It was the humour and fantasy writer Terry Pratchett who wrote that humans are a very special and scary form of ape, because this ape lives on a substance called story-telling. Our lives are truly framed by the stories we tell ourselves, about ourselves, and about our environment.

The death of the sun, the growth of a blade of grass, the rise of a civilisation, and the fall of a single man is a story with a beginning, a middle, and an end. And the human ape always makes it into a moral story. It may be a small victory, or it may be a vast loss, but it is always a story.

Even the species itself is a story; how we during 96 per cent of our existence barely left a trace, and only lived on that which we found in our environment, and how we ascended 7000 years ago into civilisation and progress. Civilisation is only 4 % of our existence as a species.

Yes, every single thing we do, think, feel, hope, fear, want, and disown is a story with a cause and an effect, a beginning and an end, and an outcome. We walked out of the mist of time, we achieved civilisation, and we progress toward something. We move toward a conclusion, an end, a reward, or a defeat. Our thinking is linear, a line of sentences and words that carry meaning. And the meaning is often a lesson. It is a warning, or an inspiration.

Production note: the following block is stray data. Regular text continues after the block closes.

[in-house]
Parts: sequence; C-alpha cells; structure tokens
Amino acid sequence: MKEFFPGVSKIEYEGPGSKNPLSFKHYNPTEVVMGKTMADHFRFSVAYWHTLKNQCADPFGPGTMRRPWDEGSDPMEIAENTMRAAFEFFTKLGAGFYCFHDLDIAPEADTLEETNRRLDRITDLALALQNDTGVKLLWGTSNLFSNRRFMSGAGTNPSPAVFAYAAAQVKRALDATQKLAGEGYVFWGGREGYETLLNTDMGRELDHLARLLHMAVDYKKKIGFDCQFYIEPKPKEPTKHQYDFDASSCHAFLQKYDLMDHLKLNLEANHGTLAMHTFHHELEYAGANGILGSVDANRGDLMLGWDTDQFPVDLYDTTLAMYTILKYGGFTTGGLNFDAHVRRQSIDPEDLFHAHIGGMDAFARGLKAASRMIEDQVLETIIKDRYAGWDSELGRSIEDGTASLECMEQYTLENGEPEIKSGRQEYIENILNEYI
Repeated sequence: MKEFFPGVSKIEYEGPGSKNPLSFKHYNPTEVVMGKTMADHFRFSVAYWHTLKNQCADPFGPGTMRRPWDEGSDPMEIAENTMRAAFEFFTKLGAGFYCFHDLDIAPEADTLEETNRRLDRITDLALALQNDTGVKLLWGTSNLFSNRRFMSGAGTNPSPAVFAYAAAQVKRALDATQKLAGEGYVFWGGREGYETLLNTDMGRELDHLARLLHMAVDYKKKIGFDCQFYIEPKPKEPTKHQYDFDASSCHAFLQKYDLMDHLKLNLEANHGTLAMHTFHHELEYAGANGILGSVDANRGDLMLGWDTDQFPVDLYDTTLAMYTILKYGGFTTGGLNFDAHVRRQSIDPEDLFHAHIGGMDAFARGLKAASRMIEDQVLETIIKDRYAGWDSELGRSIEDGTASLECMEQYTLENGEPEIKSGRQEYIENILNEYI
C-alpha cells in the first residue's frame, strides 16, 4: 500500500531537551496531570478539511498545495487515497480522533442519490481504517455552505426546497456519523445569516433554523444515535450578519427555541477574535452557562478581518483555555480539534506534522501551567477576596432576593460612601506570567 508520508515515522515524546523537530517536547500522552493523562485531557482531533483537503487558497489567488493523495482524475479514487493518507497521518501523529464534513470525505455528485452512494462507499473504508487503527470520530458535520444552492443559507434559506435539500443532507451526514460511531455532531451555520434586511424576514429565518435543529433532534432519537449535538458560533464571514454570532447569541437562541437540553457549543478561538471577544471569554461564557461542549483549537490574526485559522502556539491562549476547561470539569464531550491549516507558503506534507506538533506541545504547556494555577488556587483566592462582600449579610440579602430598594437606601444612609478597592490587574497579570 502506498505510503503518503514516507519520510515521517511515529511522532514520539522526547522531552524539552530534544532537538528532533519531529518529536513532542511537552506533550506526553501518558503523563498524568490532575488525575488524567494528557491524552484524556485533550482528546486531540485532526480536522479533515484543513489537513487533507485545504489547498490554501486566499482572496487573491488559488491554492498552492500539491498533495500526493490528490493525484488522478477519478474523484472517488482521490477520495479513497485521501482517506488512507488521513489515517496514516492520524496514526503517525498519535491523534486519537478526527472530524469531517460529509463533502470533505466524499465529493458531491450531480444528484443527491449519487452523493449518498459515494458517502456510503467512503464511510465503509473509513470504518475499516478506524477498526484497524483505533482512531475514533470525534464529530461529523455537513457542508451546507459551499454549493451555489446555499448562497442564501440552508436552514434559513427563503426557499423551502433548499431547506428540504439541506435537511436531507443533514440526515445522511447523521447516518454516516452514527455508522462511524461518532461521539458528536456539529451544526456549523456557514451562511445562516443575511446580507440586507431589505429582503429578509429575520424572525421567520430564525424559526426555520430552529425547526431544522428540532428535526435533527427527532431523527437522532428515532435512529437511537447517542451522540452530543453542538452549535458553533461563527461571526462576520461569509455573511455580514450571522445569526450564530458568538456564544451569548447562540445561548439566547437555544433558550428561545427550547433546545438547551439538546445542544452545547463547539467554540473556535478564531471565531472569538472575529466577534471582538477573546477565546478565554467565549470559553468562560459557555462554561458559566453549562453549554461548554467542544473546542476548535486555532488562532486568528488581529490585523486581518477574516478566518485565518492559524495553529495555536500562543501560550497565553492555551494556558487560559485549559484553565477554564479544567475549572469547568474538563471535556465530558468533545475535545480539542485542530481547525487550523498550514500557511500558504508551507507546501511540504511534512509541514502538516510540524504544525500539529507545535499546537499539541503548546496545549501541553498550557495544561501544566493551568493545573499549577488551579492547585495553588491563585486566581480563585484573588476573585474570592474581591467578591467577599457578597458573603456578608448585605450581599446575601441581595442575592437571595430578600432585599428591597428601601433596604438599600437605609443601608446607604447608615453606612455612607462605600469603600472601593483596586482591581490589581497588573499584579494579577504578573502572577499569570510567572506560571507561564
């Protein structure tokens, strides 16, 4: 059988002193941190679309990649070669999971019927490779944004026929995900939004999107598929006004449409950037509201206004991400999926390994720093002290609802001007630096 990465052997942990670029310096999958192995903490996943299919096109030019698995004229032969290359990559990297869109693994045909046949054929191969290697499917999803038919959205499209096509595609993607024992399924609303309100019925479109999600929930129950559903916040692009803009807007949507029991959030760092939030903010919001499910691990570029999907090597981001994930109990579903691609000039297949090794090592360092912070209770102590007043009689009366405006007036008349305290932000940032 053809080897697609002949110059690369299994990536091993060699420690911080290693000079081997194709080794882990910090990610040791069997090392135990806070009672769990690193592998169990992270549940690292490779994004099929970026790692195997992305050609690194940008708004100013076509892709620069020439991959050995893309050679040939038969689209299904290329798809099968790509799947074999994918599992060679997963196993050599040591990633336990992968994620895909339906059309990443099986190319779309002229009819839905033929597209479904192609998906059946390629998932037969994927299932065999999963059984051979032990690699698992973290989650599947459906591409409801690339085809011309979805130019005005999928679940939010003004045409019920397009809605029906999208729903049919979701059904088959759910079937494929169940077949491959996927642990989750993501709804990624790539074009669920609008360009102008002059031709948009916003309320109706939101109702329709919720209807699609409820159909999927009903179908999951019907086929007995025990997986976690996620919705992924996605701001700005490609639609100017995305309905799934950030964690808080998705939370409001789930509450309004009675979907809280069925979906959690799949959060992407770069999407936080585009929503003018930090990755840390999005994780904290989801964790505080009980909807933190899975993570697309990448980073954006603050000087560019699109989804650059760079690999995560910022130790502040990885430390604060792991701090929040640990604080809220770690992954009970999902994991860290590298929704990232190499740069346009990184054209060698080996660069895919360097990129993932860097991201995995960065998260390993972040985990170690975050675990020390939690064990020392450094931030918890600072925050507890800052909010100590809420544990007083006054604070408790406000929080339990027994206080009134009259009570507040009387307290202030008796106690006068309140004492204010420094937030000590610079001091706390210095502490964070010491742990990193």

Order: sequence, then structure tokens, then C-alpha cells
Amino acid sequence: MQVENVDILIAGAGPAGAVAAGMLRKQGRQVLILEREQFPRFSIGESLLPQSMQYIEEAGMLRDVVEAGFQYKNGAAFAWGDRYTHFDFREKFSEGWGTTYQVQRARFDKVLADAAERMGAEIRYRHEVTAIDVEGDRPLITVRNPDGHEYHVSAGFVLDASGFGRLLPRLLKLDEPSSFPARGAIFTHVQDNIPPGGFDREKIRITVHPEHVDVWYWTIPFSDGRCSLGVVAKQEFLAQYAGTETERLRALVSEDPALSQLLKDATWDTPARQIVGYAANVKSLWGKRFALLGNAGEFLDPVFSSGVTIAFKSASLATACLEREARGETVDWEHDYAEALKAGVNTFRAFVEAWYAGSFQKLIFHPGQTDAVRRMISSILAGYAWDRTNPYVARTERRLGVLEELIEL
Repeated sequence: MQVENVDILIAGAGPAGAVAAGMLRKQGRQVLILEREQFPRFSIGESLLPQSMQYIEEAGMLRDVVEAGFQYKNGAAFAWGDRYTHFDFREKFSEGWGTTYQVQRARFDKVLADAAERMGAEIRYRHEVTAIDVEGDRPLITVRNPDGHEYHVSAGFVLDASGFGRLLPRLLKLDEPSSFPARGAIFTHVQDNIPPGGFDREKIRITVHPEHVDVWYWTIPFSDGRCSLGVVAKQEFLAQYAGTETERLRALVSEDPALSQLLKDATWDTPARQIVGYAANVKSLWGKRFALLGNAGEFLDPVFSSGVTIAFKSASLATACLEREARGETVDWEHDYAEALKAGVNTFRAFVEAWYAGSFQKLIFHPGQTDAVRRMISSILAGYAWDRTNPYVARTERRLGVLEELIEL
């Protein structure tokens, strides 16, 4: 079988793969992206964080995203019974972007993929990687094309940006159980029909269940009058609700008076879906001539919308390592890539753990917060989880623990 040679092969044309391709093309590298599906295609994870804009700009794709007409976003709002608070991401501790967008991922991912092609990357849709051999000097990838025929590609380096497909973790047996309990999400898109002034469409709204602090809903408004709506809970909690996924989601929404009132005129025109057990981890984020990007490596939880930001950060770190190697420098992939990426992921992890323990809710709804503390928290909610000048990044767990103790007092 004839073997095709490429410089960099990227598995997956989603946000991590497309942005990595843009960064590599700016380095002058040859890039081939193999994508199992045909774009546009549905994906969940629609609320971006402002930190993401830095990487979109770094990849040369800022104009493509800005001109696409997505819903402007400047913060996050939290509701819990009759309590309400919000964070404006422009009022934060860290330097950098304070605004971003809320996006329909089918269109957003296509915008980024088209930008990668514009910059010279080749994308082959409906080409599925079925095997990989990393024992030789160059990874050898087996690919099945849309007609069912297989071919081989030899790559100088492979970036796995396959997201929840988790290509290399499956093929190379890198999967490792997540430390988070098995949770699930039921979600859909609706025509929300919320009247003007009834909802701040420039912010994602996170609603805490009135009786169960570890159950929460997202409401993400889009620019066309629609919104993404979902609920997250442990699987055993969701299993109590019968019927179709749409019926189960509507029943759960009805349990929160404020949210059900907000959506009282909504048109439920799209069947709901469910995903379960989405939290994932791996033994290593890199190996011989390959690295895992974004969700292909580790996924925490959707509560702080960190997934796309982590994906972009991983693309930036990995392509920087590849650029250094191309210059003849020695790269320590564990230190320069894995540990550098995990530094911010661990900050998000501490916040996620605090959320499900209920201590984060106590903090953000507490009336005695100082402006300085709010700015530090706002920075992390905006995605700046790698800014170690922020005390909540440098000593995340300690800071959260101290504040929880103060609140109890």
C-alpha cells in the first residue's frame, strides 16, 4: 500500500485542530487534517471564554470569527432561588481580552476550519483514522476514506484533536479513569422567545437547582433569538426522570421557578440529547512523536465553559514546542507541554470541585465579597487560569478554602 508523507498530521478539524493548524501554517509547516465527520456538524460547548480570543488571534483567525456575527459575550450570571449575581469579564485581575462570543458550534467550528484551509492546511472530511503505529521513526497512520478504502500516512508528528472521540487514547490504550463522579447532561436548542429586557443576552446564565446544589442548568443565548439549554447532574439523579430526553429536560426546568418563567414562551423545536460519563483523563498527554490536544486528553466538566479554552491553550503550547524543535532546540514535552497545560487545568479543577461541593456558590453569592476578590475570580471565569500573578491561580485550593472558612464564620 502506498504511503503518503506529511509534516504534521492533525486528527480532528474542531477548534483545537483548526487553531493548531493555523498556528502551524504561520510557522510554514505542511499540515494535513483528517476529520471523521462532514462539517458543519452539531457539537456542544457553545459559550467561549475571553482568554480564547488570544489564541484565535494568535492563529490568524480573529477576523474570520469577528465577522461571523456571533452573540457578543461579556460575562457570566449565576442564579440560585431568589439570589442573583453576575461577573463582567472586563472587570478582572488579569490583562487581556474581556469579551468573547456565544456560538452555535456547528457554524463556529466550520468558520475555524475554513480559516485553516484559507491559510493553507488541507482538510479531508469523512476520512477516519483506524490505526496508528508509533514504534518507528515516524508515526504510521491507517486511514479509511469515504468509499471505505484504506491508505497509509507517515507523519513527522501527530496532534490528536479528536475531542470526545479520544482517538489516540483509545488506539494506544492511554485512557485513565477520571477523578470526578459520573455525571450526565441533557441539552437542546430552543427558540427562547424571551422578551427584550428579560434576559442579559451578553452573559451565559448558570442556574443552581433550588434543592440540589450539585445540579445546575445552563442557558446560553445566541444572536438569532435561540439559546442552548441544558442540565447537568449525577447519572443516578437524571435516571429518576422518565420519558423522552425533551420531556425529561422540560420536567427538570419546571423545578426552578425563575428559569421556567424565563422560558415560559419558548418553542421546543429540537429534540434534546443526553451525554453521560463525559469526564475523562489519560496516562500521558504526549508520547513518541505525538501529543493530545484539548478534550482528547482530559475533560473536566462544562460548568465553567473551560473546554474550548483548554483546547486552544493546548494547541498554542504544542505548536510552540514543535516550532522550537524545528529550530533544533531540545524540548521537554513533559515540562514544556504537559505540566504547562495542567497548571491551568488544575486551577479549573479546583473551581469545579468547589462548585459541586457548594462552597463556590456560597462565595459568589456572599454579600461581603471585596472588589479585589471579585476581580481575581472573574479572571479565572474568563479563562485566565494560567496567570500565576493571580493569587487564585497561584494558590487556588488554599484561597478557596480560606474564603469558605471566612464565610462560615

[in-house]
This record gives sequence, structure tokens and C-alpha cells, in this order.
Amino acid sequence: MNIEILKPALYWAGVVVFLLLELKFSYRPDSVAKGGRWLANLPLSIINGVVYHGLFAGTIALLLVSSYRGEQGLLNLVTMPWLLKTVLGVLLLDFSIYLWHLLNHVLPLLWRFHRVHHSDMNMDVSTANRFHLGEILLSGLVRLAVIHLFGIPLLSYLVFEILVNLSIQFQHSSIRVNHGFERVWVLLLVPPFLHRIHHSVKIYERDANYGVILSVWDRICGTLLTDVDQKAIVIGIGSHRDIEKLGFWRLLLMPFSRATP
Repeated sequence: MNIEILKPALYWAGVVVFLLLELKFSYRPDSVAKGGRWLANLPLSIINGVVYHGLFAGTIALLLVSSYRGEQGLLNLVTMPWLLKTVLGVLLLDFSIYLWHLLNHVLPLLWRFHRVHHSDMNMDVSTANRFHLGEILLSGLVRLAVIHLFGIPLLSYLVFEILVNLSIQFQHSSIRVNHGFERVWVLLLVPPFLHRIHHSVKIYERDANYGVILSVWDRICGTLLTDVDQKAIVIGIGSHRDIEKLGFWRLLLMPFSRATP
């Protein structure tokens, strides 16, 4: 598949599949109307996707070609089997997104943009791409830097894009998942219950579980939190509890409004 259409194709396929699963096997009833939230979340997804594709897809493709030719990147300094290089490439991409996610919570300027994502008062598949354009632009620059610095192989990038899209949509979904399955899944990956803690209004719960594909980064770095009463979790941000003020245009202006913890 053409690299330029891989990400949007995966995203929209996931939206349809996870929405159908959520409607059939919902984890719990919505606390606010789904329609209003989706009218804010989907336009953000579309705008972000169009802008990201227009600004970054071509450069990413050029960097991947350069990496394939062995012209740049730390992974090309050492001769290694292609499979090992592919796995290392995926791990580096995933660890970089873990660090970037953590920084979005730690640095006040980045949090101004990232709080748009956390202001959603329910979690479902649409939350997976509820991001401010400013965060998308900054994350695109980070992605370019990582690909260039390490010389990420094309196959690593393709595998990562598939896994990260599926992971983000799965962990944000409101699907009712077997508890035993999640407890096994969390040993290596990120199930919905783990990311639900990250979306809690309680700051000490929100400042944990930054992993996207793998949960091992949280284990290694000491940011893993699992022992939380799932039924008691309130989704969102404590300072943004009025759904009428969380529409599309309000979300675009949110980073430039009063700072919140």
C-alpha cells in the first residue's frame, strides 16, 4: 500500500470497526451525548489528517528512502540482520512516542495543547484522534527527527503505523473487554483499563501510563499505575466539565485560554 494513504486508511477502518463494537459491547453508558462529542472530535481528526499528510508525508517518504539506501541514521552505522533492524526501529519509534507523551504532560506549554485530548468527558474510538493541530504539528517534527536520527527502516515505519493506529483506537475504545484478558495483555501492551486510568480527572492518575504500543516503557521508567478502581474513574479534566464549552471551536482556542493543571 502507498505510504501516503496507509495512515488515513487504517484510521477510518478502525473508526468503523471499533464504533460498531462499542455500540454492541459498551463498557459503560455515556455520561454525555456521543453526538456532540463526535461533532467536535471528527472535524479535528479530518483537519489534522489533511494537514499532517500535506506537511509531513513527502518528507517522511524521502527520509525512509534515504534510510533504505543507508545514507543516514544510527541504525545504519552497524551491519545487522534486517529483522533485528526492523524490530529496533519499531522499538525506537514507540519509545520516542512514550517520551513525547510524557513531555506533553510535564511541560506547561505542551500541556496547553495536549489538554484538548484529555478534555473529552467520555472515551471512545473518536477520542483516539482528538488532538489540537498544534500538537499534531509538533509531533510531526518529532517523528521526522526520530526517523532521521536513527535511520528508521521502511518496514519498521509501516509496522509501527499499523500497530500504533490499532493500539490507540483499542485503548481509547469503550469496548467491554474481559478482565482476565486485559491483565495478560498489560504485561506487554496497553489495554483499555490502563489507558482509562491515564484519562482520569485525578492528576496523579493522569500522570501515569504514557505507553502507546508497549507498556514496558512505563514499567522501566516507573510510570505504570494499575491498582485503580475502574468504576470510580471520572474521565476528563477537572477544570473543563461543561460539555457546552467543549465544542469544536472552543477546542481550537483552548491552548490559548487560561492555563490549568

Thus, writing is in a way the distilled form of human thinking. It is our chaotic thinking reduced to forms and rules and method, and it is built into our genes. Writing is part of us because it mimics what we actually are. The story-telling ape. We string together a sequence of causes and effects, analyse the parts, and arrive at a conclusion at the end – a conclusion that has some sort of message, or realisation.

People of reason often want to think of rationality as something apart from our essence. “Mind over matter” is a recurring ideal where it is somehow accepted that our minds can shape and control our bodies, our essence. How often have we not heard the exhortation that “one day humanity will progress” to some rational, detached thing.

I’m not sure that such a divide exists, and I’m not sure that reason and intelligence can be split from our core essence, the story-telling ape. In itself, that is another story of aspiration toward something. It has a beginning of barbarity, a middle of striving toward utopia, and an end where we either achieve the goal or fail. We are quite didactic things, we humans.

Sometimes, I’m very glad that I fell into the category of “writer” because writing gives me a license to sit and think about stupid things like this. Sometimes, I just wish to wash away in the sea of humanity and just be like everybody else. But if I had to chose, I’d say that being that writer, with that license, is a privilege, and that my story is one of a beginning of fumbling words, a middle of aspiring to convince, and an end as yet unknown where I either succeed in becoming a writer or fail.

Which will it be? I have no clue. Yet.